Sales in 2013 were 156 tonnes.

Sales by 2015 are expected to be 1000 tonnes.

To guarantee the tuna ends up in a certain country, seafood suppliers will buy up stakes in tuna.

In December 2013, half of Austral Fisheries was sold to Maruha Nichiro Holdings of Japan.

During 2013 Chinese investors bought a quarter of Tassal Group, Australia's largest seafood company, salmon farming.

It's not just the obvious pirates plundering Australian waters as they sail in from Indonesia and Japan with whaling harpoons and shark fin knives.

The pirates are also in business suits, and the booty is our fishing bounty.

Anyone investing in Australian seafood should do well.  Demand is incredible and growing.


Grain Corp.

Nothing like putting Corp in a name for it to achieve a patina of reliability and ruthless efficiency.

Grain Corp grew out of a Government service that helped farmers get wheat to towns and ports.

Privatisation and globalisation came along and suddenly it was fabulous to sell Government assets to private businesses for the common good of businessmen everywhere.

And Yes, I'm a leftie, but I like it when people look after each other, makes me feel good.  I'm not so much into every dog for himself thinking.  Just thought I'd declare my bias.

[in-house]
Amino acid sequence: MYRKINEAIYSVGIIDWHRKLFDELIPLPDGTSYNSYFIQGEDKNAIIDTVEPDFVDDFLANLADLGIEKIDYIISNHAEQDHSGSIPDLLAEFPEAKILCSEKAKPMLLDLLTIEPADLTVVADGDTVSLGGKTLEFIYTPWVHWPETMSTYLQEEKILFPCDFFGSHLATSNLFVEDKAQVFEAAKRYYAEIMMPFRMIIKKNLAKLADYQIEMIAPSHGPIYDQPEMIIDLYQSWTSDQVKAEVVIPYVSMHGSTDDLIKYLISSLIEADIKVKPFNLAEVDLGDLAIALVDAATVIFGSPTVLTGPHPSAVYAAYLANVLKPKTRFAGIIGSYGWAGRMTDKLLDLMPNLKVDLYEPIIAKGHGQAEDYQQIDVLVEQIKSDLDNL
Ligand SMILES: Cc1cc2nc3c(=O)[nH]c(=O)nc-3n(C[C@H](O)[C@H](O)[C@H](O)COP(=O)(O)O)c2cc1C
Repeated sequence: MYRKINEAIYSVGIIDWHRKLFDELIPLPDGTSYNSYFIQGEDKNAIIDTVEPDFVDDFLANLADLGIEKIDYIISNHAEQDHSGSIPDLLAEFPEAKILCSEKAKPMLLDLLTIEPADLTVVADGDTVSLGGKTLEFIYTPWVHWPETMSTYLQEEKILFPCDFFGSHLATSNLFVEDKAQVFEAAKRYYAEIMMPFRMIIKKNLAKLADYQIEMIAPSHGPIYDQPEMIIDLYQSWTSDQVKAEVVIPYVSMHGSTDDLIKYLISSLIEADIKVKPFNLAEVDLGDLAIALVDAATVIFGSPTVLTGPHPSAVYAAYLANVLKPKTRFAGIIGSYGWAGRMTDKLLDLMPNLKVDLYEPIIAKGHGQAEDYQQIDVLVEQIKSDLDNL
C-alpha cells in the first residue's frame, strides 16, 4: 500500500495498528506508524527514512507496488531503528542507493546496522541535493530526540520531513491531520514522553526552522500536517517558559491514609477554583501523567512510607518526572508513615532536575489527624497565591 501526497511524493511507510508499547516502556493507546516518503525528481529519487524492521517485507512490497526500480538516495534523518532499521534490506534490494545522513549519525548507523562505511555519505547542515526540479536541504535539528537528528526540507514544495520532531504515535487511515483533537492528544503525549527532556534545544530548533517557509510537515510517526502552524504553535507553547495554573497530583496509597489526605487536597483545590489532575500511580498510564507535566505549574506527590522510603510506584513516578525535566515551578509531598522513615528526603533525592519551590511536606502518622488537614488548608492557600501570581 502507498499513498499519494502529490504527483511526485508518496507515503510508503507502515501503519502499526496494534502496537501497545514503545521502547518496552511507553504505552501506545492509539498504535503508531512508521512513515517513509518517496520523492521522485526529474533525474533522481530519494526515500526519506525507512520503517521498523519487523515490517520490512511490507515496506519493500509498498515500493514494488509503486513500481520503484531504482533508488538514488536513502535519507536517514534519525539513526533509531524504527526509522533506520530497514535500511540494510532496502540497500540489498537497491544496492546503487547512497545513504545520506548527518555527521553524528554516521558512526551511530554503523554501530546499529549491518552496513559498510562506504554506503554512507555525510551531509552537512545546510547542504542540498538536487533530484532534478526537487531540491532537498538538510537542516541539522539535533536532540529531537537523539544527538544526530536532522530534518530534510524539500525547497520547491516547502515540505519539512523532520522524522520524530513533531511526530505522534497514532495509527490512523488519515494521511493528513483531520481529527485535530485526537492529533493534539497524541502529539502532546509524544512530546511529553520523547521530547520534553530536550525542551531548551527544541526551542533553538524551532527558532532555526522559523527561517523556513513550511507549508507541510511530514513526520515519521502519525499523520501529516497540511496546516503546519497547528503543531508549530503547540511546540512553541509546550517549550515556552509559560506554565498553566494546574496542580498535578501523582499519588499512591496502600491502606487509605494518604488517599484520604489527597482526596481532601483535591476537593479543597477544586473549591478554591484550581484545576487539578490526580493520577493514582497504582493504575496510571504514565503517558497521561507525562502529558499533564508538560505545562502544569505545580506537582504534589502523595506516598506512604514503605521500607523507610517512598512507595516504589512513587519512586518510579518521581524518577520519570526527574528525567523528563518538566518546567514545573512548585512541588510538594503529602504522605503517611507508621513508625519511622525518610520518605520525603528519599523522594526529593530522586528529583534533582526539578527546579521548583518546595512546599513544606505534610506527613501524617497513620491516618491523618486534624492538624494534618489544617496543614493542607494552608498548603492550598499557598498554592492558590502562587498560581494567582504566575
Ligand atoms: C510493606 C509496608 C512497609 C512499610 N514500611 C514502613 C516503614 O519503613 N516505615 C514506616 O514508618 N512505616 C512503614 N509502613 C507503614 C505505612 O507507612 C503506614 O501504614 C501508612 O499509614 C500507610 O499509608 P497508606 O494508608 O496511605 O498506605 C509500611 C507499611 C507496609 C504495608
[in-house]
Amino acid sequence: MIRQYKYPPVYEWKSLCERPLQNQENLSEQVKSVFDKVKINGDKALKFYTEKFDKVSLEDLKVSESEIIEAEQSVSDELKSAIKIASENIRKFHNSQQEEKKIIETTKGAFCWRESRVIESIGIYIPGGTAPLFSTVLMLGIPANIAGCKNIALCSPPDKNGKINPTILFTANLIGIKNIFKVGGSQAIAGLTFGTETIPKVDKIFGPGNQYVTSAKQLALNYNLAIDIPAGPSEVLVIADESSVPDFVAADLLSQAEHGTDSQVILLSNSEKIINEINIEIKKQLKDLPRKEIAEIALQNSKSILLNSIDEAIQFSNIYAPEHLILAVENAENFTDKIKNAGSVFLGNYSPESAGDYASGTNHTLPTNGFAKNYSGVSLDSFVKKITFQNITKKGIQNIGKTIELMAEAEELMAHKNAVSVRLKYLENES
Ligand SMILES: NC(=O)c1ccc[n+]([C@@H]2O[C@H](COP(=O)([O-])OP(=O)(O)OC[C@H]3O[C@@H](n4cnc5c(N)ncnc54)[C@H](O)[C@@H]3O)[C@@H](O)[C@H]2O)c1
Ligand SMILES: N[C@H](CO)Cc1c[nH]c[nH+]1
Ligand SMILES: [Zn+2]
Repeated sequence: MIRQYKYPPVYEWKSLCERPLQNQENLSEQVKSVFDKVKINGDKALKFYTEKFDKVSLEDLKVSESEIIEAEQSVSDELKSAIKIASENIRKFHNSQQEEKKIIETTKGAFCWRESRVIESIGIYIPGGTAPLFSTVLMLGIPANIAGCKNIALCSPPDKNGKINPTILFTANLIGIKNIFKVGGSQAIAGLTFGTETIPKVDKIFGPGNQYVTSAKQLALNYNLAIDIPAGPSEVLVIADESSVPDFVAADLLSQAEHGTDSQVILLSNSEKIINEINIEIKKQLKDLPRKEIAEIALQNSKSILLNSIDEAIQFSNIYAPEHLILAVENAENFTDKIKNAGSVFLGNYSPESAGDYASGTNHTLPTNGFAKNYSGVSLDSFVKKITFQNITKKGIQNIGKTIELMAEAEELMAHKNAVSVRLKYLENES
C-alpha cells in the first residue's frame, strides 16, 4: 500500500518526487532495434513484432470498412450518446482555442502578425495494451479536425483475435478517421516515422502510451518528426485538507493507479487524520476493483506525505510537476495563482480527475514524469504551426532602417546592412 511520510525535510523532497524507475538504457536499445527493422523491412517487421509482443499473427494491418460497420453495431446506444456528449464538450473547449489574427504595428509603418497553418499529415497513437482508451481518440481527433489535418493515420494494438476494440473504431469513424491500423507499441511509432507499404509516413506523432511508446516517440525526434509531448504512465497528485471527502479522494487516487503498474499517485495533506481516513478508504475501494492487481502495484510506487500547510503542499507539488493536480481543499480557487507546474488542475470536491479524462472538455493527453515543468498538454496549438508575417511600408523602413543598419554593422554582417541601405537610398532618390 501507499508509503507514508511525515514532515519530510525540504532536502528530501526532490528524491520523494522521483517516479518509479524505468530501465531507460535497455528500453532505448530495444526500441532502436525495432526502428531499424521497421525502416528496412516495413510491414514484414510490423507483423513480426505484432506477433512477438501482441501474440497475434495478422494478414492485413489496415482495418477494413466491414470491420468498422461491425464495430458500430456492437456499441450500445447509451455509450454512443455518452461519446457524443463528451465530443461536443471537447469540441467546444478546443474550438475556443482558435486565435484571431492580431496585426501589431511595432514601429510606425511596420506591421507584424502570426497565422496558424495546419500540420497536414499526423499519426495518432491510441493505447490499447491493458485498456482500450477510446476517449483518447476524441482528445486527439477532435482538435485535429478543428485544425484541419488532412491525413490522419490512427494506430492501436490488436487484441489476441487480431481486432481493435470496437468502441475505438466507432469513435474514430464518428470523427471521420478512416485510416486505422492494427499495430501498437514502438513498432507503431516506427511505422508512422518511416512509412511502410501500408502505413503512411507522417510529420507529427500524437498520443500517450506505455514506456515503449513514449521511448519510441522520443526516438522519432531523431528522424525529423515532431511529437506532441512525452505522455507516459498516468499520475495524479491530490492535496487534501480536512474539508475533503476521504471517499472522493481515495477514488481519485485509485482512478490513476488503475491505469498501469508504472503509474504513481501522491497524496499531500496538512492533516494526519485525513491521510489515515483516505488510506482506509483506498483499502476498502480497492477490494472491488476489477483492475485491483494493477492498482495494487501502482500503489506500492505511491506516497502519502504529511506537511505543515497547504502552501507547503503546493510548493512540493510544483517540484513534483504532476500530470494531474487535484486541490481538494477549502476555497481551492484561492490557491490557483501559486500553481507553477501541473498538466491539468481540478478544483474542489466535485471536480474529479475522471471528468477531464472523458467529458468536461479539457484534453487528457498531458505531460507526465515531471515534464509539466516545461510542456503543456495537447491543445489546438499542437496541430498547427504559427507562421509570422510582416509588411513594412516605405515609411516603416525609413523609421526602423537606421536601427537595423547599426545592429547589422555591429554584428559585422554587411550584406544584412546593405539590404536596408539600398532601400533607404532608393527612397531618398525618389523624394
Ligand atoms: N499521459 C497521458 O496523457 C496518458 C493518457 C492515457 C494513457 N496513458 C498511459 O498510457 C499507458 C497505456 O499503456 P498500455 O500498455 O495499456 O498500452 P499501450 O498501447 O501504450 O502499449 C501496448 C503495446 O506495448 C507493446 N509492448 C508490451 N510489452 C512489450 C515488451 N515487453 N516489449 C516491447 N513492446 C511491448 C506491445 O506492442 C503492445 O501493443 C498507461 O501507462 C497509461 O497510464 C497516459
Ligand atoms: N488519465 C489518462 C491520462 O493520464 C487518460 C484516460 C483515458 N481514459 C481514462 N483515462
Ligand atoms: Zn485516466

Joe Hockey refused the sale of GrainCorp on 29th November 2013, stating  "would not be in our national interest".

There's that national interest.

The buyer was a company from the US called Arthur Daniels Midland, a corporate giant in food.

The National Party and the Greens were the official voices of dissent to the deal.  Southpaw socialists the pair of them.

I'm sure issues like the US being found to be bugging everyone on the planet probably had a part to play.  Selling off our main wheat distributor to a country that had involved us in their worldwide bugging and who had also put some permanent troops on our soil, well, that might be seen as losing our identity, not just our food.  May as well put another star on the US flag and learn the US national anthem.